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dc.contributorVirginia Techen_US
dc.contributor.authorStrobl, Jeannine S.en_US
dc.contributor.authorGoodwin, David G.en_US
dc.contributor.authorRzigalinski, Beverly A.en_US
dc.contributor.authorLindsay, David S.en_US
dc.date.accessioned2014-06-20T14:13:12Z
dc.date.available2014-06-20T14:13:12Z
dc.date.issued2012-12-01
dc.identifier.citationJeannine S. Strobl, David G. Goodwin, Beverly A. Rzigalinski, and David S. Lindsay (2012). "Dopamine Stimulates Propagation of Toxoplasma gondii Tachyzoites in Human Fibroblast and Primary Neonatal Rat Astrocyte Cell Cultures," Journal of Parasitology, Vol. 98, No. 6, pp. 1296-1299. doi: http://dx.doi.org/10.1645/GE-2760.1
dc.identifier.issn0022-3395
dc.identifier.urihttp://hdl.handle.net/10919/49037
dc.description.abstractToxoplasma gondii is an obligate intracellular parasite often found in the brain of humans. Research has shown a correlation between prevalence of antibody titers to T. gondii and psychological illness in humans. Recent studies indicate that individuals seropositive for T. gondii antibodies are more likely to develop psychotic disorders including schizophrenia, which is associated with changes in the dopamine neurotransmitter system. Dopamine in the brain may play a role in proliferation, chemoattraction, infection efficiency, or stage conversion of T. gondii. Because tachyzoites are the first developmental stage to reach the brain, the present study was conducted to determine the effects of dopamine on their development in vitro. In human fibroblast host cells, dopamine was added at either 100 nM or 250 nM to cell culture media, and the numbers of tachyzoites produced at 48 hr were determined and compared to vehicle-treated controls. An increase of tachyzoite numbers and increased destruction in cell monolayer were observed at both concentrations of dopamine. Dopamine used at 250 nM caused a significant (P < 0.05) increase in tachyzoites counts compared to controls. Dopamine antagonists (10 mu M) did not significantly alter dopamine-stimulated tachyzoite production in human fibroblasts. In primary neonatal rat astrocyte cell cultures, dopamine (200 mu M) significantly (P < 0.05) increased numbers of intracellular tachyzoites after 24 hr. The role that this increase plays in tachyzoite production under the stimulus of dopamine in the modulation of neural infection in humans awaits further studies.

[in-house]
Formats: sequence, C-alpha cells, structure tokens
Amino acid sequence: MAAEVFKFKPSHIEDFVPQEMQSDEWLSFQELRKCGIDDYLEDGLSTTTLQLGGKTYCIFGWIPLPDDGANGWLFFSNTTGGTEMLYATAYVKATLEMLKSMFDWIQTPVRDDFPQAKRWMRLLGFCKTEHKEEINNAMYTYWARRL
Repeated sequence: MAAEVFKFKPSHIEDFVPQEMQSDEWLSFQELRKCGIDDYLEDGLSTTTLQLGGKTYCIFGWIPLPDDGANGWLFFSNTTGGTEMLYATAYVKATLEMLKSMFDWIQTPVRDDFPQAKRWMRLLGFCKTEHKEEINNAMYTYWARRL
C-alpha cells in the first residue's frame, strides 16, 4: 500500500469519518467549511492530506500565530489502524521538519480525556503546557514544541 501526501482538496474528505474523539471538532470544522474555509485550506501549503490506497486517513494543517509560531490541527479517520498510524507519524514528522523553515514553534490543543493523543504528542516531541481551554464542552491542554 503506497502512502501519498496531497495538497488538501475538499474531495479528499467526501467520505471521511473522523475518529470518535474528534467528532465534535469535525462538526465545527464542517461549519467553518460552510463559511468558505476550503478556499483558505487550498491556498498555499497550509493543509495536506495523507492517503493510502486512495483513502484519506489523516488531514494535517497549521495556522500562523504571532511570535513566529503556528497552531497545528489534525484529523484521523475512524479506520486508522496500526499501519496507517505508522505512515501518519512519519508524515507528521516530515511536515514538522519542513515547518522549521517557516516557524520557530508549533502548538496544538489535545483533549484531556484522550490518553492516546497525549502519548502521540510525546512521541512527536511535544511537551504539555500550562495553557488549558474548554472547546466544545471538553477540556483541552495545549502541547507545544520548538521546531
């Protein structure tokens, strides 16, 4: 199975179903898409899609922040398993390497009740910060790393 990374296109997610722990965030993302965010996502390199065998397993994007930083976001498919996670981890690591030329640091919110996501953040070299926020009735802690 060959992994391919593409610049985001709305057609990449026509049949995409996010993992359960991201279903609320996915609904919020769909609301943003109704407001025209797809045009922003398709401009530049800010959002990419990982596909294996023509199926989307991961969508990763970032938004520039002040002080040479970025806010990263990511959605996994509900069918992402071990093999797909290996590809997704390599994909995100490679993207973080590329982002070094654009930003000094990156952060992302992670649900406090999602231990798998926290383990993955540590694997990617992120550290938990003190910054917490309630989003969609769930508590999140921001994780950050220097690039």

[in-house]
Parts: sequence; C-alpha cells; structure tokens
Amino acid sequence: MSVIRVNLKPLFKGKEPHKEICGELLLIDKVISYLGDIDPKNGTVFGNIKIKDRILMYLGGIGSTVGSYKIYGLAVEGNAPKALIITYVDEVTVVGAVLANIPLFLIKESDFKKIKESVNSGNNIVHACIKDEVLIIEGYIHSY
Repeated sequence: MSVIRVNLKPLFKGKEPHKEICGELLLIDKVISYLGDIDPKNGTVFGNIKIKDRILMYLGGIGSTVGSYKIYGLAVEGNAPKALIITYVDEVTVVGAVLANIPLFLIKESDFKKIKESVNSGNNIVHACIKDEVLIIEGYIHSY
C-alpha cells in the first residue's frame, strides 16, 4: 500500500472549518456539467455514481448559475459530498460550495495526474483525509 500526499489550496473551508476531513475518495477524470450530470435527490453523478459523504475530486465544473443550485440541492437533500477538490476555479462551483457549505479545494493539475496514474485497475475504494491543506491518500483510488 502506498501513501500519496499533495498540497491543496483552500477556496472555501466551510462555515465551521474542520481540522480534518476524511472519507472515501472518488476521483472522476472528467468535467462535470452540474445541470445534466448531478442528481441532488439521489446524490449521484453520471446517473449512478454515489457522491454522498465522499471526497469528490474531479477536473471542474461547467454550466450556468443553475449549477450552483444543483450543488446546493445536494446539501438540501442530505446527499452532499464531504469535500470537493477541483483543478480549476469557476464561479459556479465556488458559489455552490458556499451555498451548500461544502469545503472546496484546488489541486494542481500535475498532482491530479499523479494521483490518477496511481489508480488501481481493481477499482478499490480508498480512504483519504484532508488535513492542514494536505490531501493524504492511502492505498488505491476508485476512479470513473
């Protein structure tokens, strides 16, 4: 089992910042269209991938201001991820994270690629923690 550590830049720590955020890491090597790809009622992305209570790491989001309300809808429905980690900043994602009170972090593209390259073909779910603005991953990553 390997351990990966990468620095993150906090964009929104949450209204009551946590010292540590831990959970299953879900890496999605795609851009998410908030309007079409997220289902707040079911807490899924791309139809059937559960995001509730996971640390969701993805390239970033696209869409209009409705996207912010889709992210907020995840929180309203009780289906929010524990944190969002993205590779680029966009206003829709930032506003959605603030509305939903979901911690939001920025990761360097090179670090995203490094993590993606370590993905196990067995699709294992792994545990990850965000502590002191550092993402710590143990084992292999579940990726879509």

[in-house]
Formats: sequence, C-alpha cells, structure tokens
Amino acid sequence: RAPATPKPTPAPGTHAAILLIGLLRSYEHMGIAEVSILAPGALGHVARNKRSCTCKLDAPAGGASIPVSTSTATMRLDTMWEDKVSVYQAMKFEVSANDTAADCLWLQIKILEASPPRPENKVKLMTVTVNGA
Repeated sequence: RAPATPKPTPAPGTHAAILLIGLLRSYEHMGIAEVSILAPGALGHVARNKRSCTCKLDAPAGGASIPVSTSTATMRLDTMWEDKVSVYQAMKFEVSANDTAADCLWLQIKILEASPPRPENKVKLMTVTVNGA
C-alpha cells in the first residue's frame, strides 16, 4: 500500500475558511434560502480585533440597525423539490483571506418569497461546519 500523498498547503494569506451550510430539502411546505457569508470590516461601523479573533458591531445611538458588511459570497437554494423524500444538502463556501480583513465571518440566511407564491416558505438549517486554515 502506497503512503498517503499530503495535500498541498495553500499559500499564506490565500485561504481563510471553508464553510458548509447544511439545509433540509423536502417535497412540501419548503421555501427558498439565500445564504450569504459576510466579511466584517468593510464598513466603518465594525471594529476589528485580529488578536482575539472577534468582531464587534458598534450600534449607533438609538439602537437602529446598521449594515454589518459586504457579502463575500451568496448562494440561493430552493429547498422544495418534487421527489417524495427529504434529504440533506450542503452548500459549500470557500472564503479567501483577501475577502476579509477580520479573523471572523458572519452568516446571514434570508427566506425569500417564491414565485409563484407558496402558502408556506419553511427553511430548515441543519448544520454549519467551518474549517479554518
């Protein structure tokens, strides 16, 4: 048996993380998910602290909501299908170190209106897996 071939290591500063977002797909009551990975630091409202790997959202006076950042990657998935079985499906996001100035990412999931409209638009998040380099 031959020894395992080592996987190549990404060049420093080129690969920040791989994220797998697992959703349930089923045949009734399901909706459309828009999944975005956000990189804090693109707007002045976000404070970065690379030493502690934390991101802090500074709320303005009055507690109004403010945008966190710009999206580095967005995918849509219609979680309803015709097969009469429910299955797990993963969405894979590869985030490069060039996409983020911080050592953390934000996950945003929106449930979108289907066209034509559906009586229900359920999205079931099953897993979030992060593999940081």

dc.description.sponsorshipHarvey W. Peters Research Foundation
dc.format.mimetypeapplication/pdfen_US
dc.language.isoen_US
dc.publisherAmerican Society of Parasitology
dc.rightsIn Copyrighten
dc.rights.urihttp://rightsstatements.org/vocab/InC/1.0/en
dc.subjectHuman-skin fibroblastsen_US
dc.subjectBehavioral abnormalitiesen_US
dc.subjectMonoamine-oxidaseen_US
dc.subjectDecreased levelen_US
dc.subjectNovelty seekingen_US
dc.subjectInfected miceen_US
dc.subjectAciden_US
dc.subjectCytomegalovirusen_US
dc.subjectSchizophreniaen_US
dc.subjectDisordersen_US
dc.subjectParasitologyen_US
dc.titleDopamine Stimulates Propagation of Toxoplasma gondii Tachyzoites in Human Fibroblast and Primary Neonatal Rat Astrocyte Cell Cultures
dc.typeArticle - Refereed
dc.contributor.departmentElectrical and Computer Engineeringen_US
dc.contributor.departmentBiomedical Sciences and Pathobiologyen_US
dc.identifier.urlhttp://www.bioone.org/doi/abs/10.1645/GE-2760.1
dc.date.accessed2014-06-16
dc.title.serialJournal of Parasitology
dc.identifier.doihttps://doi.org/10.1645/ge-2760.1
dc.type.dcmitypeText


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